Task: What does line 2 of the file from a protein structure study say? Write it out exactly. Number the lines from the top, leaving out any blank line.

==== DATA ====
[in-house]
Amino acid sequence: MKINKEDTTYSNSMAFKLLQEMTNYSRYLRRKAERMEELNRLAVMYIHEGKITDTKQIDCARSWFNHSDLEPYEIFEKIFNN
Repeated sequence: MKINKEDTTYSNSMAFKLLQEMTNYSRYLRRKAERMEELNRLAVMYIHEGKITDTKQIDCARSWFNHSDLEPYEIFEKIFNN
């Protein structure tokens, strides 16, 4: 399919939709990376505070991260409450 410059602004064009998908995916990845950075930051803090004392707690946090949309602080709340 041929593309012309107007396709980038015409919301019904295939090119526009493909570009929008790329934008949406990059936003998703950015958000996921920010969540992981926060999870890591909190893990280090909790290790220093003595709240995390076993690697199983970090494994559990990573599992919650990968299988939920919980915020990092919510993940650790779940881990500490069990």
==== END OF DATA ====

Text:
Amino acid sequence: MKINKEDTTYSNSMAFKLLQEMTNYSRYLRRKAERMEELNRLAVMYIHEGKITDTKQIDCARSWFNHSDLEPYEIFEKIFNN